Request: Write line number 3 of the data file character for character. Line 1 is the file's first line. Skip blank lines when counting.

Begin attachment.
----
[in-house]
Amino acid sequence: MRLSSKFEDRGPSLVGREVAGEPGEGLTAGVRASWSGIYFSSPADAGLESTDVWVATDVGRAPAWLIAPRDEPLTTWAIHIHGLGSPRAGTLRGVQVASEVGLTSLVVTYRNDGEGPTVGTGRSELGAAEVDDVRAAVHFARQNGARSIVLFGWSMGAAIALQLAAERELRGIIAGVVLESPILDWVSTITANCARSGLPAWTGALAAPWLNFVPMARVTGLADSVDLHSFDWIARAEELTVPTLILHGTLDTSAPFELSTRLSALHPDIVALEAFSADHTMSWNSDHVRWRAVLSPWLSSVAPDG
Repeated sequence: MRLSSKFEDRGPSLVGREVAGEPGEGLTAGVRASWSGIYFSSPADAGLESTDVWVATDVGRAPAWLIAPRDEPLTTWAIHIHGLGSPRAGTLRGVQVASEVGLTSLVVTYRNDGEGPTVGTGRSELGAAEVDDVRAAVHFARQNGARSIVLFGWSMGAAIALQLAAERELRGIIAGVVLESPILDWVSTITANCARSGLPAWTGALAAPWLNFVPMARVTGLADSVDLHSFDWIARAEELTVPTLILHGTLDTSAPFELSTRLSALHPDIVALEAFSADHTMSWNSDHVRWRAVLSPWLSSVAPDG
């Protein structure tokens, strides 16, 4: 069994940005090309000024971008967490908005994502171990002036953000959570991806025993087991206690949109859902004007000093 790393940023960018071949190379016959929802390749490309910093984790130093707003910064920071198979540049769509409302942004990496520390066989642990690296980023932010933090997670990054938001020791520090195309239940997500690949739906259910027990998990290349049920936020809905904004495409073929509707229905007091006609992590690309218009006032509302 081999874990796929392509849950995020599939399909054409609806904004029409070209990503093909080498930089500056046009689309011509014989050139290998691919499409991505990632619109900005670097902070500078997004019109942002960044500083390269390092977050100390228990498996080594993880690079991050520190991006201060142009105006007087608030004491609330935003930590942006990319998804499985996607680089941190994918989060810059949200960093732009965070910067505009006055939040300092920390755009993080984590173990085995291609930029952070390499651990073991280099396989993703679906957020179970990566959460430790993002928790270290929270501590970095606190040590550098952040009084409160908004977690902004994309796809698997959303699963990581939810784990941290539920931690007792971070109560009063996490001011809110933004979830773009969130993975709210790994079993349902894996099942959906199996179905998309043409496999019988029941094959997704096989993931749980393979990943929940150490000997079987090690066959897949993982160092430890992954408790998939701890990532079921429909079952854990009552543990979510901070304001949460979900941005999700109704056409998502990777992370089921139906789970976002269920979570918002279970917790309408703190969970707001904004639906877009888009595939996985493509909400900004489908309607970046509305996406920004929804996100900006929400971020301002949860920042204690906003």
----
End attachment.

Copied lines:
Repeated sequence: MRLSSKFEDRGPSLVGREVAGEPGEGLTAGVRASWSGIYFSSPADAGLESTDVWVATDVGRAPAWLIAPRDEPLTTWAIHIHGLGSPRAGTLRGVQVASEVGLTSLVVTYRNDGEGPTVGTGRSELGAAEVDDVRAAVHFARQNGARSIVLFGWSMGAAIALQLAAERELRGIIAGVVLESPILDWVSTITANCARSGLPAWTGALAAPWLNFVPMARVTGLADSVDLHSFDWIARAEELTVPTLILHGTLDTSAPFELSTRLSALHPDIVALEAFSADHTMSWNSDHVRWRAVLSPWLSSVAPDG